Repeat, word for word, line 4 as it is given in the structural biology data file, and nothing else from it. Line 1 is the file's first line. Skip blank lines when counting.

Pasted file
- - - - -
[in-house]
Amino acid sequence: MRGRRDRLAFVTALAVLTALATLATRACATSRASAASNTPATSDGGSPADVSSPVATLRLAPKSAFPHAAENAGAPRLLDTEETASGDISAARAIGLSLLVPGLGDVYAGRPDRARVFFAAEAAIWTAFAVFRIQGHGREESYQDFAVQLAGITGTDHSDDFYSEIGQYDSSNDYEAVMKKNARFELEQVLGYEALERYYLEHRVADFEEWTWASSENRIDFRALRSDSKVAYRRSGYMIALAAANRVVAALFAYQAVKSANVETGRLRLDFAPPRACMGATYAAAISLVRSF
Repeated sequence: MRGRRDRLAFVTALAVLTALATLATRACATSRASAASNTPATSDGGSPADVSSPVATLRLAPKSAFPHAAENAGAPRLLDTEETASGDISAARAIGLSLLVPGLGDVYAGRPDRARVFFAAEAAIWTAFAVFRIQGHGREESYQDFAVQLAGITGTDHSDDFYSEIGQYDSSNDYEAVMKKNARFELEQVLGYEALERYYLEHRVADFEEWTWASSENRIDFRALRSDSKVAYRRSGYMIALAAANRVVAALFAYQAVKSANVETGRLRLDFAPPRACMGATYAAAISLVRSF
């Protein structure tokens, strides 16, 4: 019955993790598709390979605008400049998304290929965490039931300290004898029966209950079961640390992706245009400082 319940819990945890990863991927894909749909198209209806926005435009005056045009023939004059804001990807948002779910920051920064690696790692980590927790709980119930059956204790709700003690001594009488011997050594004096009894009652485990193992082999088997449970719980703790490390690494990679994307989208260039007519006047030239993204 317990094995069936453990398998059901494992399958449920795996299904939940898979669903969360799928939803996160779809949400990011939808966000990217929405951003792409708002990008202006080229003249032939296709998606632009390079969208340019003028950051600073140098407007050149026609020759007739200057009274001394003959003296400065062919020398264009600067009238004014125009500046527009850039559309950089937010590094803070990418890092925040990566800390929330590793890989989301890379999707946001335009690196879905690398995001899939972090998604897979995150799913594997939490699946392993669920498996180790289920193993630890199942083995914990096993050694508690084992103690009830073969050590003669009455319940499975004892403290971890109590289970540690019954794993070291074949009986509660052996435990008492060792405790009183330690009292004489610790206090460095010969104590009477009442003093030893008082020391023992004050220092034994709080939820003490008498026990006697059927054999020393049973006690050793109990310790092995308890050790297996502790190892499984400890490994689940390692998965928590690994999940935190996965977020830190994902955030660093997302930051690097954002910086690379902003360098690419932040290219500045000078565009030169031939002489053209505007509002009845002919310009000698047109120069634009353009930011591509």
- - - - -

């Protein structure tokens, strides 16, 4: 019955993790598709390979605008400049998304290929965490039931300290004898029966209950079961640390992706245009400082 319940819990945890990863991927894909749909198209209806926005435009005056045009023939004059804001990807948002779910920051920064690696790692980590927790709980119930059956204790709700003690001594009488011997050594004096009894009652485990193992082999088997449970719980703790490390690494990679994307989208260039007519006047030239993204 317990094995069936453990398998059901494992399958449920795996299904939940898979669903969360799928939803996160779809949400990011939808966000990217929405951003792409708002990008202006080229003249032939296709998606632009390079969208340019003028950051600073140098407007050149026609020759007739200057009274001394003959003296400065062919020398264009600067009238004014125009500046527009850039559309950089937010590094803070990418890092925040990566800390929330590793890989989301890379999707946001335009690196879905690398995001899939972090998604897979995150799913594997939490699946392993669920498996180790289920193993630890199942083995914990096993050694508690084992103690009830073969050590003669009455319940499975004892403290971890109590289970540690019954794993070291074949009986509660052996435990008492060792405790009183330690009292004489610790206090460095010969104590009477009442003093030893008082020391023992004050220092034994709080939820003490008498026990006697059927054999020393049973006690050793109990310790092995308890050790297996502790190892499984400890490994689940390692998965928590690994999940935190996965977020830190994902955030660093997302930051690097954002910086690379902003360098690419932040290219500045000078565009030169031939002489053209505007509002009845002919310009000698047109120069634009353009930011591509």